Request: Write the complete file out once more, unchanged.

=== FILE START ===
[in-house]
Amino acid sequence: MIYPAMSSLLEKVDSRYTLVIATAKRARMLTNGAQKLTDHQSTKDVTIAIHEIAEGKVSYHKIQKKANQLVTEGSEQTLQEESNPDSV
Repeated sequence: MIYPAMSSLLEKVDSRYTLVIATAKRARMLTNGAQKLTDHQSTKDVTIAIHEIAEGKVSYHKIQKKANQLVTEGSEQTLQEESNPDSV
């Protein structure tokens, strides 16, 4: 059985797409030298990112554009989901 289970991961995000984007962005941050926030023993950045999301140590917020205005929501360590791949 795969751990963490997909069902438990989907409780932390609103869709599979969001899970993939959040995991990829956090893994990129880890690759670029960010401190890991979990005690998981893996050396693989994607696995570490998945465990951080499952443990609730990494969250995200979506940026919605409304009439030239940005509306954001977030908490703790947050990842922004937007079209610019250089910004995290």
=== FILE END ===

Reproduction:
[in-house]
Amino acid sequence: MIYPAMSSLLEKVDSRYTLVIATAKRARMLTNGAQKLTDHQSTKDVTIAIHEIAEGKVSYHKIQKKANQLVTEGSEQTLQEESNPDSV
Repeated sequence: MIYPAMSSLLEKVDSRYTLVIATAKRARMLTNGAQKLTDHQSTKDVTIAIHEIAEGKVSYHKIQKKANQLVTEGSEQTLQEESNPDSV
């Protein structure tokens, strides 16, 4: 059985797409030298990112554009989901 289970991961995000984007962005941050926030023993950045999301140590917020205005929501360590791949 795969751990963490997909069902438990989907409780932390609103869709599979969001899970993939959040995991990829956090893994990129880890690759670029960010401190890991979990005690998981893996050396693989994607696995570490998945465990951080499952443990609730990494969250995200979506940026919605409304009439030239940005509306954001977030908490703790947050990842922004937007079209610019250089910004995290």